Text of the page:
Category Archives: residency interview
One of the new initiatives in healthcare reform is called the Affordable Care Act (ACA) which requires that all participating hospitals and clinics be reimbursed by Medicare based on the quality of care they provide.
This initiative, called Value Based Purchasing (VBP) gathers information based on a scoring criteria obtained through patient surveys called Hospital Consumer Assessment of Healthcare Providers and Systems (HCAHPS). Translated this means that hospitals and clinics will be paid for services based partly on ratings compiled from these surveys that are completed by the patient. The patient’s perception of the visit, not necessarily the number of patients seen in day or the census in the hospital, will determine the payment institutions and clinics receive.
Crafting Your Elevator Pitch As A Physician
What is an elevator pitch?
There are many explanations, but essentially it’s about “selling” yourself by describing who you are and why someone else should care – in 30 seconds or less. Interestingly, the term is taken from the early days of Internet explosion when web development needed venture capital. The best companies were those that could explain a business proposition to the occupants of an elevator in the time it took them to ride to their floor.
Dear Dr. Goodhook,
I’m preparing myself for the job search process (refining my CV, starting on some cover letter templates, etc.), and already, I’m nervous about my first interview. Is this normal? I won’t even be starting the application process for a few more months.
Do you have any advice about what I should do (or how to calm my nerves)? I’m worried I’m worrying for no reason, but I want to be prepared.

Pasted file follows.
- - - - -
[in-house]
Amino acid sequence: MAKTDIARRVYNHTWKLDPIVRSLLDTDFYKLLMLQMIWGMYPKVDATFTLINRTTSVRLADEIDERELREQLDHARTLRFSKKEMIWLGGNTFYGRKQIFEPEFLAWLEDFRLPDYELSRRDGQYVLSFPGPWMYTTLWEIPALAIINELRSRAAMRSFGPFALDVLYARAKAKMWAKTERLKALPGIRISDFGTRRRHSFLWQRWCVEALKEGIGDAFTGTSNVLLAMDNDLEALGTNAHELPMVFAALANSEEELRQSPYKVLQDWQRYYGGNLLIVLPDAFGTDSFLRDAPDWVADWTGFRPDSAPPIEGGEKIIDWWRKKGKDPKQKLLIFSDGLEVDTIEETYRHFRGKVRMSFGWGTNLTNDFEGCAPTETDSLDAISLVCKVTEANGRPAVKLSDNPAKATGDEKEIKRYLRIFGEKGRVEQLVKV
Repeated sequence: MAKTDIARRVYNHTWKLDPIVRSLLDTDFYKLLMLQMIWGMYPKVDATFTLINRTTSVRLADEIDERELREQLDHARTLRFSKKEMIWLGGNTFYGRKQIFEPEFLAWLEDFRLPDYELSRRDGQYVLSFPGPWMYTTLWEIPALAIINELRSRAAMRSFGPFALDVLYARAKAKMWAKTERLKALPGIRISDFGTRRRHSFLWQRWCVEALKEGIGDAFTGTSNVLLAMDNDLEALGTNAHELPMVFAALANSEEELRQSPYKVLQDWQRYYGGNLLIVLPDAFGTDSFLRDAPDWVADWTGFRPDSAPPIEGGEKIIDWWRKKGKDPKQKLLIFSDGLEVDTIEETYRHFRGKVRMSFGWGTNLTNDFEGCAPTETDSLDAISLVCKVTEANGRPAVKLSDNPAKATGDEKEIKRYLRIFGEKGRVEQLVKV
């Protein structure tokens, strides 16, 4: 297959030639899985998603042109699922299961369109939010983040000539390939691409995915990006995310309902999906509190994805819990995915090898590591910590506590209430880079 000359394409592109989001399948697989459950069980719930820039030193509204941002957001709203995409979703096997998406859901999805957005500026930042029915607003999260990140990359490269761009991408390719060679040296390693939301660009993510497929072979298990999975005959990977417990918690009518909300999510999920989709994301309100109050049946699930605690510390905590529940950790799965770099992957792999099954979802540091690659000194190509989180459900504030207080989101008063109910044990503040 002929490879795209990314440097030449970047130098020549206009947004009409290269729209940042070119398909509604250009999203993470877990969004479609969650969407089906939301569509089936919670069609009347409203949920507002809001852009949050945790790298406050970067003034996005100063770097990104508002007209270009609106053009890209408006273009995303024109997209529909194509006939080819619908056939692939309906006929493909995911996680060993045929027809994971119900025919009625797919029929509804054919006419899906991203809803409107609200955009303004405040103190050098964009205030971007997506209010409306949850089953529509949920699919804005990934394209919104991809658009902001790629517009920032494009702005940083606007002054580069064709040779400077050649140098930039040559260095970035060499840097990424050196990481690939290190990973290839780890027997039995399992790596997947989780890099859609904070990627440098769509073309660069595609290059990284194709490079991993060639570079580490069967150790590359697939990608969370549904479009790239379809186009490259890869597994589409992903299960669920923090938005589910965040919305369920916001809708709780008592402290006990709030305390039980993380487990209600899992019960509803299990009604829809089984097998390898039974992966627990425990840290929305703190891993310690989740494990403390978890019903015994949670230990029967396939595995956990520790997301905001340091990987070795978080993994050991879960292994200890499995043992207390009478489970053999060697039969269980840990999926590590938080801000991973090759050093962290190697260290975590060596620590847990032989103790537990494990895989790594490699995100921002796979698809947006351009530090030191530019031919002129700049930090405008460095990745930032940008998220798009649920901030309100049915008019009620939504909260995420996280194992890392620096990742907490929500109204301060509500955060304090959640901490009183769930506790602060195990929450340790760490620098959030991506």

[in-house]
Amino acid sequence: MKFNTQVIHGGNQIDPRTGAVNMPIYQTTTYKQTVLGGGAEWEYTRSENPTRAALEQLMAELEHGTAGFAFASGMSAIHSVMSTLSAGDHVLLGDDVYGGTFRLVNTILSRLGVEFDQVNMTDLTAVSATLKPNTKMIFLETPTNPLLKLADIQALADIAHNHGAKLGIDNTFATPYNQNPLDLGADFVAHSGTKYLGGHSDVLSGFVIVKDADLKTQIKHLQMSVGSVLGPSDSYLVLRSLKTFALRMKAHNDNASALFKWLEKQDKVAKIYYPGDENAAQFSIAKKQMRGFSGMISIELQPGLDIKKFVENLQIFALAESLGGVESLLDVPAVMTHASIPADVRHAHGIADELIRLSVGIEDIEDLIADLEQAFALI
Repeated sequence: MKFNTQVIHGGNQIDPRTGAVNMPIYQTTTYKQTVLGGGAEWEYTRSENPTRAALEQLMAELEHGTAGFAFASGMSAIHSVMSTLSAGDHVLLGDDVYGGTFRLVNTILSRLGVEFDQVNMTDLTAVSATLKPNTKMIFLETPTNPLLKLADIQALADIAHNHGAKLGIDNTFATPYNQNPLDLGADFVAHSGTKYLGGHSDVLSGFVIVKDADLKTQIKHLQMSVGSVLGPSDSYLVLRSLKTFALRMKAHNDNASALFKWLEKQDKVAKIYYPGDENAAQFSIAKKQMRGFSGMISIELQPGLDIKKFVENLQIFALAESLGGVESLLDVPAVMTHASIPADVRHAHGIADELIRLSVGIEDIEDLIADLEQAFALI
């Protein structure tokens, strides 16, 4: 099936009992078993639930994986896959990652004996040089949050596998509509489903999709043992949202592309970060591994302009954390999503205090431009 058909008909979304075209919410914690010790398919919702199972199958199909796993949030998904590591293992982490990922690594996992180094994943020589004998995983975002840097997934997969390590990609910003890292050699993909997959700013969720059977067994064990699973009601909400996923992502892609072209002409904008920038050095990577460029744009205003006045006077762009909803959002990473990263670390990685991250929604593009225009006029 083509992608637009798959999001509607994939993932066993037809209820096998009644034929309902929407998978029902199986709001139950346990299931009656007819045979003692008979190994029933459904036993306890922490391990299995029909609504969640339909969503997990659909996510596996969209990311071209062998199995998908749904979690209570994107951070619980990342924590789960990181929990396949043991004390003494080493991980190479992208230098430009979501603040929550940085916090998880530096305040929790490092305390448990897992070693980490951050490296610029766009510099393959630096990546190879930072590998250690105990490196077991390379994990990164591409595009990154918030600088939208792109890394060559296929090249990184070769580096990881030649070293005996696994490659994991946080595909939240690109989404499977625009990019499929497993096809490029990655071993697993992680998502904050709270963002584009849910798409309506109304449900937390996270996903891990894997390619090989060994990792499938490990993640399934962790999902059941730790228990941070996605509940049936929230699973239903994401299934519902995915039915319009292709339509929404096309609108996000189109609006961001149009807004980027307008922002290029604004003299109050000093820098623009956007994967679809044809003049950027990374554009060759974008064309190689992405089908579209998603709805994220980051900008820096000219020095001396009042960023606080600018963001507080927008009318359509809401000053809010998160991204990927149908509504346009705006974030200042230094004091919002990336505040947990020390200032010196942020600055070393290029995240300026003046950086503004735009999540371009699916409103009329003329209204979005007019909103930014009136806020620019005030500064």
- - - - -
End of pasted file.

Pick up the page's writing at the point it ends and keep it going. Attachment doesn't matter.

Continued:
Anxious in Alabama
“I’m worried I’m worrying for no reason.” Are you quoting Woody Allen?
I’ve rambled at length about the importance of the physician interview, but there’s another component that’s often overlooked: post-interview follow up.
I suppose there isn’t a better feeling than marching into an interview, putting your best toe forward, and waltzing off with a sense of pride and certainty. Your physician interview went splendid, and you know it in your mind: I’ve got this. It’s in the bag.
But what, dear reader, if it isn’t in the bag? Even if you think you aced the interview, it’s easy to leave a bad taste in your interviewers’ mouths if you don’t follow up properly.
A physician phone interview seems much less intimidating than an in-person interview. If your palms are sweaty, you don’t have to worry about shaking hands. Dressing up isn’t necessary, and you don’t have to worry about maintaining eye contact.
However, many people make the mistake of not taking the physician phone interview seriously enough. Aside from an email or an introduction at a job fair, the phone interview is the first opportunity you’ll have to make a direct impression with a potential employer.
No matter who you are, interviews are stressful — at least to some degree. If you’re a new physician interviewing for your first job, interviews can be particularly nerve wracking.
There are all sorts of things you can do to prepare for an interview. With all of the books written on interview preparedness and etiquette, you could probably over-prepare for an interview, which can sometimes be worse than under-preparing for one.
The goal is to be calm, collected and informed. You don’t want to flood your brain with too much information the night before an interview, nor do you want to be unprepared.